A new water-rocket launcher

The engineer in me thought it made a lot of sense to build a new launcher:

The descriptions and pictures of Poppy Launcher here are not meant as a set of plans. However, on seeing this, perhaps you will be inspired to create your own design. (I take my inspiration wherever I can find it.) Note: if you are looking for a water-rocket launcher that's quick and easy to build, this is not it.

Carpe collum (“seize the neck”)

The launcher grasps and releases the bottle threads using a “split collet” or “quick release” design. This is not different in general principle than most launcher designs. The releasing action is illustrated in the following video:

image link to video file

Click on the above image to play the 362KB DivX-encoded AVI file. The movie runs natively at 60 frames per second, but can be played at slower speeds using a player such as Irfanview.

The assembled head unit mounted on the base:

The head unit attached to a bottle:
head unit attached to inverted bottle

The assembled head unit is easily removed from the base. This allows the head to be attached to an inverted rocket, so that water does not spill out. Basically, the bottle screws onto the head just like one would install a light bulb in a socket. Nothing could be quicker or easier.

The disassembled head unit:
pull lever, trigger ring, bare head, and collet pieces

The pull lever is made of acrylic, which can be shaped when heated. The trigger ring and “bare” head units are made mostly of PVC plumbing parts. The head is pressure-tight and seals against the bottom of the bottle with an o-ring. I used a lathe to cut a precision groove for the o-ring. A Shraeder valve on the head allows pressurized gas to be added to the rocket.

Collet piece #3 is removed to show the arrangement
of the other pieces about the head:

how the collet pieces are arranged around the head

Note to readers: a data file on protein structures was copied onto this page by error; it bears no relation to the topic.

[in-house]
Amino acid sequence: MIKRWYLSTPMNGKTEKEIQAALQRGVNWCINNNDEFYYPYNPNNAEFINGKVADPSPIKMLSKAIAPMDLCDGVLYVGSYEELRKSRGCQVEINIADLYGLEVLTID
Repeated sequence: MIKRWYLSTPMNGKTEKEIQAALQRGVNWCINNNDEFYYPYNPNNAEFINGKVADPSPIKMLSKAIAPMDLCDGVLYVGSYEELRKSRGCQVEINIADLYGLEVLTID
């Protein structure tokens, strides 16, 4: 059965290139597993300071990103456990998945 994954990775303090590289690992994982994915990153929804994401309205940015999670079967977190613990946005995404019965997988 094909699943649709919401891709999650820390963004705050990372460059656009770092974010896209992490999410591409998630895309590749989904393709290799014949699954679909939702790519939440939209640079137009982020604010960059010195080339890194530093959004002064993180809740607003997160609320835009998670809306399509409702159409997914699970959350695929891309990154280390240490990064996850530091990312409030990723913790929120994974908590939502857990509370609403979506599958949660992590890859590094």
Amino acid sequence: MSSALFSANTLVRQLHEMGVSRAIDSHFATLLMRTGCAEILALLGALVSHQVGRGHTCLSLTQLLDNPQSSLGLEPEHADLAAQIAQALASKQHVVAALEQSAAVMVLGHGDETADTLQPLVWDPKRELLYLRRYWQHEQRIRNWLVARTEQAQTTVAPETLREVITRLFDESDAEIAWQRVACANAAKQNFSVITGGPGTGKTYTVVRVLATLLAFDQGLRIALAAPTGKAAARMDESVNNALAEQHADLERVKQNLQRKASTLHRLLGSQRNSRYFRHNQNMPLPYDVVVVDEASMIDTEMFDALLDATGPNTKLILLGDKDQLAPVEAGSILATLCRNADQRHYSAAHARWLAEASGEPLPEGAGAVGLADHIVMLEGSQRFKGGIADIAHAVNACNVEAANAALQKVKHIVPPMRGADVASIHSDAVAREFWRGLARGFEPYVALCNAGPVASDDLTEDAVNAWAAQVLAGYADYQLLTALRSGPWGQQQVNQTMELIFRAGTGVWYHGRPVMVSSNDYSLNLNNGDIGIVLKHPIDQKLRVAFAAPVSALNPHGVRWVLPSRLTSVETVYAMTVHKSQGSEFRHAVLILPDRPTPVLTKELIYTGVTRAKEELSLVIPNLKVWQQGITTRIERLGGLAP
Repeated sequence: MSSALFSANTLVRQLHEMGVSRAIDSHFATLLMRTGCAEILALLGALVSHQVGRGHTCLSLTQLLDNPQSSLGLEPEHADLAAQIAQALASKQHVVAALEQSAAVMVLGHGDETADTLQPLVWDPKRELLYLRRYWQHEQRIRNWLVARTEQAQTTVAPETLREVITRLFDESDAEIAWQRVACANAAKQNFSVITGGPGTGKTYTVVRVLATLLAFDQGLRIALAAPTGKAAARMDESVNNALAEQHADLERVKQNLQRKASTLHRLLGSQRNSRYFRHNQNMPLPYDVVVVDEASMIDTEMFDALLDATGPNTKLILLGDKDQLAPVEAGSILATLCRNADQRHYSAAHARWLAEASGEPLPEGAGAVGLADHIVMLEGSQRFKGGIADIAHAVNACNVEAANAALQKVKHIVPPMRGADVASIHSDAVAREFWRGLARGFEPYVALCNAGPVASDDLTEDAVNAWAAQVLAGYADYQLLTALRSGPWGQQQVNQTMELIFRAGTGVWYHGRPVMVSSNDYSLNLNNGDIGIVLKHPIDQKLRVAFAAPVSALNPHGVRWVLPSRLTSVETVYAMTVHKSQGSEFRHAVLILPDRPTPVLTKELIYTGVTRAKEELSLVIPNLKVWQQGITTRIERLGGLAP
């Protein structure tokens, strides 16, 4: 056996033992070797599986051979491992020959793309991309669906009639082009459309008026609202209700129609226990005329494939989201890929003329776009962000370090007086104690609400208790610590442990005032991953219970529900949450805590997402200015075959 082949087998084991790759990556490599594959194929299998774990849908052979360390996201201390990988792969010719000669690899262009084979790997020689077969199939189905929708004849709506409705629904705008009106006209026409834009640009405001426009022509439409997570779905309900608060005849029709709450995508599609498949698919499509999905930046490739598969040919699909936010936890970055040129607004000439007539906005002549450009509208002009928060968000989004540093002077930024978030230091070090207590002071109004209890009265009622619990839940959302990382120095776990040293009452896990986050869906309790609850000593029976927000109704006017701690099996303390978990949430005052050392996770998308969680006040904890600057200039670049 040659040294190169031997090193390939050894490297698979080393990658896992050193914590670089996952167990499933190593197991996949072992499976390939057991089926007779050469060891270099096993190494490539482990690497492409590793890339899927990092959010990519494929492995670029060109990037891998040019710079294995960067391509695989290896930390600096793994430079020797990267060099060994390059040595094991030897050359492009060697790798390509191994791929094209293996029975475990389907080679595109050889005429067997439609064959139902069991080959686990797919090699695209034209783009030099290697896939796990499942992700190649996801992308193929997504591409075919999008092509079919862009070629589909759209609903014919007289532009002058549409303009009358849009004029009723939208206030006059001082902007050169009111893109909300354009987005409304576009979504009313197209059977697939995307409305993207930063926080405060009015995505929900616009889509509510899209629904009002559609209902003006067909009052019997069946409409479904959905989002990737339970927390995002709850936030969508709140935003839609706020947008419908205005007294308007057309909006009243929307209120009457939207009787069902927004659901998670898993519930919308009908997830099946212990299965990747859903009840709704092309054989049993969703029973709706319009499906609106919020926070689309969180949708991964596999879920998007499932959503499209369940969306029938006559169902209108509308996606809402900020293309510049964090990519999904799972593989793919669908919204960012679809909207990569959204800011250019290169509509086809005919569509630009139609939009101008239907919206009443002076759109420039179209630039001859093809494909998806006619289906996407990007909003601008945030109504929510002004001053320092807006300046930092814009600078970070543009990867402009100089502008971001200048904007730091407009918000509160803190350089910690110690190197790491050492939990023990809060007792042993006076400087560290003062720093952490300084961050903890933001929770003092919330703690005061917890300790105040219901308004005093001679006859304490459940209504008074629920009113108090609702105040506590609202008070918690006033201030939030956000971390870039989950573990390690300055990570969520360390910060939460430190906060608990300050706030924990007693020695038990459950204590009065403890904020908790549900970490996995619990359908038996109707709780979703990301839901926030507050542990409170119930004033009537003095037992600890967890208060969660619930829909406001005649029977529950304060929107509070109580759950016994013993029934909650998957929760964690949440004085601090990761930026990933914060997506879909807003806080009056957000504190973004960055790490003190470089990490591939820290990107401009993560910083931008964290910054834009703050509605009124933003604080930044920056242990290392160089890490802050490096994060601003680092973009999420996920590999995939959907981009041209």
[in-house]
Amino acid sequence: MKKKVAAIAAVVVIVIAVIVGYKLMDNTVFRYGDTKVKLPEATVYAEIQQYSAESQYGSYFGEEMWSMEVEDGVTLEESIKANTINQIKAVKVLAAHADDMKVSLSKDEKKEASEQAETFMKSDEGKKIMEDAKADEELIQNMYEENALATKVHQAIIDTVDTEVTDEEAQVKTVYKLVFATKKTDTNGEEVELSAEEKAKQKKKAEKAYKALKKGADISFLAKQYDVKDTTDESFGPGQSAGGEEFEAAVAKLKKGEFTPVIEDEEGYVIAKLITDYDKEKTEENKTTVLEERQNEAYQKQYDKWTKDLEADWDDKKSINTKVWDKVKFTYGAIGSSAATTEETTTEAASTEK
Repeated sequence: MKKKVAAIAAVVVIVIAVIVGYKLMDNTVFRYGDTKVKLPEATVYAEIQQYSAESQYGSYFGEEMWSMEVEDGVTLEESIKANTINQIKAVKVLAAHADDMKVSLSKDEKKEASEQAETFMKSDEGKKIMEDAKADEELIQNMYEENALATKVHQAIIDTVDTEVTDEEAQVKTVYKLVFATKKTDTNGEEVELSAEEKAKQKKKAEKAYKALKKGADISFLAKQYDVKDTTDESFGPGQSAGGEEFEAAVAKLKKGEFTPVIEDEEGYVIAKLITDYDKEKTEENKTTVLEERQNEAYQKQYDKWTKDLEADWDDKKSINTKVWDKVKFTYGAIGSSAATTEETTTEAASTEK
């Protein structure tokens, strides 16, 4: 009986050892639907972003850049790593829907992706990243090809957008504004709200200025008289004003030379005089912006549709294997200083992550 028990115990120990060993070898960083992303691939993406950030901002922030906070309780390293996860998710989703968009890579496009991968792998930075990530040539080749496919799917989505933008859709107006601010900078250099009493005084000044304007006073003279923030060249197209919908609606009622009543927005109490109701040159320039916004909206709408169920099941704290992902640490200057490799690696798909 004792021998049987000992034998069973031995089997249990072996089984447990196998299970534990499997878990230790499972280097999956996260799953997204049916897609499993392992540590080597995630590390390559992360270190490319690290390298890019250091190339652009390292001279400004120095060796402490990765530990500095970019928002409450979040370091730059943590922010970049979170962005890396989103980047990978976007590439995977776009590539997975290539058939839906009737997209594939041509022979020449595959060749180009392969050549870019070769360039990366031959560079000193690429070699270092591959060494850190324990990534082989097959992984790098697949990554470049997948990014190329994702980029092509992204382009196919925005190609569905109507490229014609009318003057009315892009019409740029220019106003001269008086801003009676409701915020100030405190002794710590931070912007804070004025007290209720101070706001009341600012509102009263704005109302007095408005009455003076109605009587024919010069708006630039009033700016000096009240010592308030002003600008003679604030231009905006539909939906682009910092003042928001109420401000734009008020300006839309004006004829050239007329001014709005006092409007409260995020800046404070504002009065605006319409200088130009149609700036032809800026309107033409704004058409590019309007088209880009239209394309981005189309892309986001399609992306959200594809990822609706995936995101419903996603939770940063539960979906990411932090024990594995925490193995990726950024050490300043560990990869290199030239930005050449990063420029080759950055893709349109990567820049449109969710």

The four red collet pieces were originally a Tornado Tube®—my Dremel tool brought about the transformation. With the trigger ring in place, the force of the pressurized bottle cannot pull the collet pieces out of the head unit, due to mutually opposing ledges between the “bare” head and collet pieces.

Interchangeable launch tubes

Poppy Launcher is designed so that launch tubes can be interchanged or not used at all. This allows different size bottles to be used, or special nozzles to be attached to the rockets. Four launch tubes were constructed from 1/2-inch schedule-40 PVC pipe. One end of each launch tube is cut on a lathe to have a narrowed diameter that fits snugly into the bore of the head unit. In addition, the longest launch tube is reamed-out on the opposite end so that any one of the shorter launch tubes will fit into it, much like the way tent poles fit together. This creates an extra long launch tube when needed.

Launch-tube configurations:
shortest LT longer LT longest two-piece LT

The pieces of Poppy Launcher:
head unit, base, legs, and launch tubes

The head unit slips onto the base in one of two locations, one that is vertical and another that is off-vertical. An off-vertical launching angle is nice for countering wind, or when you want the rocket to land away from the launching location. A few of the pictures above show the head unit fitted onto the vertical mount.

The base has four removable legs and when assembled looks like the letter H. For additional stability, there are two holes in the base through which metal stakes can secure the unit to the ground. All of the pieces shown above can easily fit into a backpack.

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